Garrett puts himself on line with Kiffin
The day this past November that Steven B. Sample announced his retirement as USC president, a school spokesman simply picked up the phone and called the Los Angeles Times. He thought about having a news conference but then imagined the scene that might unfold.
"I didn't want to have a president sitting there with nobody in the room," spokesman James Grant said.
Fast forward two months to Monday, when Pete Carroll stood at a campus podium and talked about his departure to the Seattle Seahawks. More than 100 media members crammed into a tiny, windowless room that quickly grew humid because of body heat.
Two days later, when Carroll's successor, Lane Kiffin, entered the same room to scattered cheers and a cacophony of snapping camera shutters, the body count had grown to fire-hazard levels. Dozens of fans, mostly USC students, jammed one of the building's exits, straining to get their phones in place to take photos.
You think USC is a football school?
It's time for a little perspective. USC is where George Olah did the research that earned him the 1994 Nobel Prize in Chemistry, but millions relive Carroll's national titles. Campus doctors are using new technology to save lives, but recruiting has entire Web sites devoted to it.
What does all this have to do with AD Mike Garrett? More than you'd think. Just as Kiffin answers to the athletic director, Garrett will have to answer to Sample's successor. A committee already has begun the search for a new president, who could be in place by May.
There are factions at universities that don't measure success by bowl victories. It's not only the lab geeks or chain-smoking poetry professors we're talking about. Some of them have real power, and their patience for embarrassing headlines out of the athletic department has its limits. Garrett already had to self-apply handcuffs when he imposed severe penalties on the Trojans' basketball team for the O.J. Mayo mess a couple of years ago. Now, he's stretching his neck out as far as it has ever been stretched by hiring Kiffin to coach a football team that already is under investigation by the NCAA.
Way before reporters lobbed any uncomfortable questions at him -- and make no mistake, they did -- Kiffin beat them to it at his initial news conference Wednesday. He apparently wanted to soothe some jittery nerves among USC fans worried about a ruling from the NCAA that could come down any month now.
Kiffin has been called "Lane Violation" for all the secondary NCAA infractions he piled up at Tennessee, six in all.
"Our No. 1 thing that we're going to do is have a dedication to running an extremely clean, disciplined program," Kiffin said. "That will start today, and we'll continue that through the whole time that we're here."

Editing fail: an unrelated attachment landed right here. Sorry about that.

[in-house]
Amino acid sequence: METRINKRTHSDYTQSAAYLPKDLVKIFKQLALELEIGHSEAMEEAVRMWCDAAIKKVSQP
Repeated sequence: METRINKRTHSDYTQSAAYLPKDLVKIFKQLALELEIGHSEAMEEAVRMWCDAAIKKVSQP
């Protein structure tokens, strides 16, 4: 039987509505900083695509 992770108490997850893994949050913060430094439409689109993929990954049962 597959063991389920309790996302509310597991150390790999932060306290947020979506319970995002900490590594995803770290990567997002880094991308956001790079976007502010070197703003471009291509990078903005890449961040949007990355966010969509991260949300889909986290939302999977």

Whew, that's settled. Now, maybe we can move on to weightier matters, such as how he's going to land a top-ranked class of freshmen. He even promised not to try to woo any of Tennessee's recruits, a practice that isn't technically against the rules but is frowned upon in coaching circles.
It's fair to say the topic of the NCAA's gaze arose when Garrett interviewed Kiffin about the job. It's Kiffin's reputation that's at stake, but it's Garrett's job that could be on the line. Garrett acknowledged as much.
"The reality is he's had his issues with compliance and we certainly have ours," Garrett said. "Compliance is at the top of the ladder right now. We're going to address those, because we know how to win, we know how to recruit, we know how to do everything else and we know how to graduate kids. That is the primary concern, and we addressed it and we went on."
If Garrett is worried about job security, he's not letting on.
I asked him whether he felt his future will depend on Kiffin's. It's not only whether Kiffin wins, but whether he can do it while coloring inside the lines.
"People can say that and the press has been saying that, but it's more important to me to put my student athletes in the best position they can be in," Garrett said. "They only have four years in school. I played here when we had great coaches and when we had some coaches that were not so good, and I don't want a student athlete to come here and waste any of their years."
Of course, there is the flip side of the same conversation.
Kiffin left one of the top 15 college jobs in the nation to go to a school that will send a representative to meet with the NCAA infractions committee next month. He said he expected no major penalties to come down, which leads you to believe someone at USC left him with that impression.
Where does USC get all this confidence that it will escape heavy sanctions? The Trojans have been saying it for years now, Carroll included. I asked Garrett, who admitted that, where the NCAA is concerned, you never know. But it seems as if he has more than a hunch.
"We don't know, but we feel very confident in what we did and what we did not do," Garrett said.
Would a man with any less confidence have hired Kiffin?
Mark Saxon is a reporter and columnist for ESPNLosAngeles.com.
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